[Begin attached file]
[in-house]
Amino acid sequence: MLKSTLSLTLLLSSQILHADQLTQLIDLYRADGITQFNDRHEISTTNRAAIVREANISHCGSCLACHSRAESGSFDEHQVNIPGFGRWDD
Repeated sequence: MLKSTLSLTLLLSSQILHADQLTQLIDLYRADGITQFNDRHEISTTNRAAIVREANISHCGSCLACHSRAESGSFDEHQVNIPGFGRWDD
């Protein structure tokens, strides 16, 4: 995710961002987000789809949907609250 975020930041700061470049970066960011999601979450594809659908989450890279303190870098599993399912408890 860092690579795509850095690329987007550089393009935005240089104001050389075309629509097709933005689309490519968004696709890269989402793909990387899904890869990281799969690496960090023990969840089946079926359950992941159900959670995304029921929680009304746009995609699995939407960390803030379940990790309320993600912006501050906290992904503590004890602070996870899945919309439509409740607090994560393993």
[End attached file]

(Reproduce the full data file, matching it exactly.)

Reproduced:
[in-house]
Amino acid sequence: MLKSTLSLTLLLSSQILHADQLTQLIDLYRADGITQFNDRHEISTTNRAAIVREANISHCGSCLACHSRAESGSFDEHQVNIPGFGRWDD
Repeated sequence: MLKSTLSLTLLLSSQILHADQLTQLIDLYRADGITQFNDRHEISTTNRAAIVREANISHCGSCLACHSRAESGSFDEHQVNIPGFGRWDD
């Protein structure tokens, strides 16, 4: 995710961002987000789809949907609250 975020930041700061470049970066960011999601979450594809659908989450890279303190870098599993399912408890 860092690579795509850095690329987007550089393009935005240089104001050389075309629509097709933005689309490519968004696709890269989402793909990387899904890869990281799969690496960090023990969840089946079926359950992941159900959670995304029921929680009304746009995609699995939407960390803030379940990790309320993600912006501050906290992904503590004890602070996870899945919309439509409740607090994560393993």